Multiple Sclerosis Complications


Health Window logo

Multiple sclerosis is a chronic condition that can affect your overall health. With adequate management of symptoms, you can live a relatively normal life. However, with severe MS, as well as when it is untreated, some complications can arise. 

COMPLICATIONS

Bladder and bowel problems - MS causes interruptions in signals that connect the brain and the bladder and bowel systems. This means that sometimes the body doesn’t receive signals that it’s time to release waste. These bladder and bowel problems usually include constipation, diarrhea and incontinence (where the bladder may be overactive or fail to empty completely). To help with bowel and bladder issues, it is advisable to follow a diet rich in fiber diet or take fiber agents or stool softeners. Other options to help with these issues are nerve stimulation and physical therapy – which may help to regain some function.

Mental health complications - Some people with MS may feel a sense of isolation and face career, economic, and social challenges. If you are feeling low and feel concerned, please let your doctor know.

Vision changes - Vision changes may occur as MS progresses. You may experience some of these symptoms for a short time or they can become permanent. Possible vision complications include blurry vision, double vision, uncontrolled eye movements and even blindness. Treatment may focus on helping you manage vision changes. This could mean wearing an eye patch if you have double vision or taking medication to control the eye movements.

Memory loss and slower intellectual processing – this is an issue that affects many people with MS. These issues could also result in not being able to solve problems and other cognitive functions. Medication and rehabilitation can help people get better. Support from family and friends is also very important.

Sensory problems - When you have MS you may have a feeling of numbness, burning, aching, spasm or even a feeling of tightness. This can be felt around the chest area and it makes it hard to breathe (called an “MS hug”). Most of the time these symptoms pass by without treatment. However, if the symptom persists, medication will be required. Examples are amitriptyline, duloxetine, baclofen, and gabapentin.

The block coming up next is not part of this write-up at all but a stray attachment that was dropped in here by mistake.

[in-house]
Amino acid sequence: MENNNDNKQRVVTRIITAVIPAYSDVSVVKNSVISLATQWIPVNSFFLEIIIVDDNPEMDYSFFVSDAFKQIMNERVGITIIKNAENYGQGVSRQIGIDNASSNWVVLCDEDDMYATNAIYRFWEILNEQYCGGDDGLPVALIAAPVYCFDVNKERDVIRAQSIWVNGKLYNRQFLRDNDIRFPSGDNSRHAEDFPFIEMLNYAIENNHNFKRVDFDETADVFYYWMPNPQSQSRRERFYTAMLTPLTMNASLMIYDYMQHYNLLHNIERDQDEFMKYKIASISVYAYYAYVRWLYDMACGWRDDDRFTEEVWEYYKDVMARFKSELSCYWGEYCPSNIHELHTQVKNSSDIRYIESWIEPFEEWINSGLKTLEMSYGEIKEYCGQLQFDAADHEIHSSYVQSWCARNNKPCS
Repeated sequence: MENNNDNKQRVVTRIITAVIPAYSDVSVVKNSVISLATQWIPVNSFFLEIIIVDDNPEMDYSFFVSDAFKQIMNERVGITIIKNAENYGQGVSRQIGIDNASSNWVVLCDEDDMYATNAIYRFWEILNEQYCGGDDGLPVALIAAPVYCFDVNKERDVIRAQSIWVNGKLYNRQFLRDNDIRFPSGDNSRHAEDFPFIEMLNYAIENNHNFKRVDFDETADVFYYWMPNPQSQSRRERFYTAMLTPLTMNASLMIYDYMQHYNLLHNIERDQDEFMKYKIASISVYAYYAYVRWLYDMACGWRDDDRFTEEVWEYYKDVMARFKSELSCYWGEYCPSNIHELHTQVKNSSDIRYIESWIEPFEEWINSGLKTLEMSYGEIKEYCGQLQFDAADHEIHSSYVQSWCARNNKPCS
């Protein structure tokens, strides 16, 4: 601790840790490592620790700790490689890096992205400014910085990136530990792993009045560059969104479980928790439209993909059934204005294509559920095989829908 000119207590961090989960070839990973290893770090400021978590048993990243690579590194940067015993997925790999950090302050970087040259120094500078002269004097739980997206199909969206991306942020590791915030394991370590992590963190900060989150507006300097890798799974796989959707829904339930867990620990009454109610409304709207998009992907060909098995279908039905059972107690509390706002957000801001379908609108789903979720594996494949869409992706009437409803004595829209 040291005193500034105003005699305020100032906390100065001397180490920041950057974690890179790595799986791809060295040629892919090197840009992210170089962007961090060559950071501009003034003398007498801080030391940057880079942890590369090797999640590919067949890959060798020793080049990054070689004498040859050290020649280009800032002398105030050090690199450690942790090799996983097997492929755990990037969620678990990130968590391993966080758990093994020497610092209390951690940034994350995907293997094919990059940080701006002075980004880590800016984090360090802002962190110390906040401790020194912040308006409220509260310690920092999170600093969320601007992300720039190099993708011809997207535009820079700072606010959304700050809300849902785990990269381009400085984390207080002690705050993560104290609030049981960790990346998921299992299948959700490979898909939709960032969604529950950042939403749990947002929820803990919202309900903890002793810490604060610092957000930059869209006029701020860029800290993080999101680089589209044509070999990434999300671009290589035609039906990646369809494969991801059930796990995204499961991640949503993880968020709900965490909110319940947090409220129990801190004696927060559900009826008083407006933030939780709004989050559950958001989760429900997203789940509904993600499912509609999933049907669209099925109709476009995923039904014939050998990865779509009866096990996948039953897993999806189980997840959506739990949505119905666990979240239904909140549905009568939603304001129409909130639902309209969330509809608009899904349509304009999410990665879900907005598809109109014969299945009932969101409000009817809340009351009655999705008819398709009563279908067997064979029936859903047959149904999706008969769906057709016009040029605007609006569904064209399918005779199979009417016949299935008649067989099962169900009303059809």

Appropriate management of complications can help to maintain your quality of life. Speak to your doctor if you need help.

 

Written by Dr Ruusa Shivute | Health Window

Reference: Kamm CP, Uitdehaag BM, Polman CH. Multiple sclerosis: current knowledge and future outlook. Eur Neurol. 2014;72(3-4):132-41.


Content Disclaimer:
You understand and acknowledge that all users of the Dis-Chem website or app are responsible for their own medical care, treatment, and oversight. All of the content provided on the website, are for INFORMATIONAL PURPOSES ONLY and DOES NOT CONSTITUTE THE PROVIDING OF MEDICAL ADVICE and is not intended to be a substitute for independent professional medical judgment, advice, diagnosis, or treatment. The content is not intended to establish a standard of care to be followed by a user of the website. You understand and acknowledge that you should always seek the advice of your physician or other qualified health provider with any questions or concerns you may have regarding your health. You also understand and acknowledge that you should never disregard or delay seeking medical advice relating to treatment or standard of care because of information contained in or transmitted through the website. Medical information changes constantly. Therefore the information on this website or on the linked websites should not be considered current, complete or exhaustive, nor should you rely on such information to recommend a course of treatment for you or any other individual. Reliance on any information provided on this website or any linked websites is solely at your own risk.
Back to top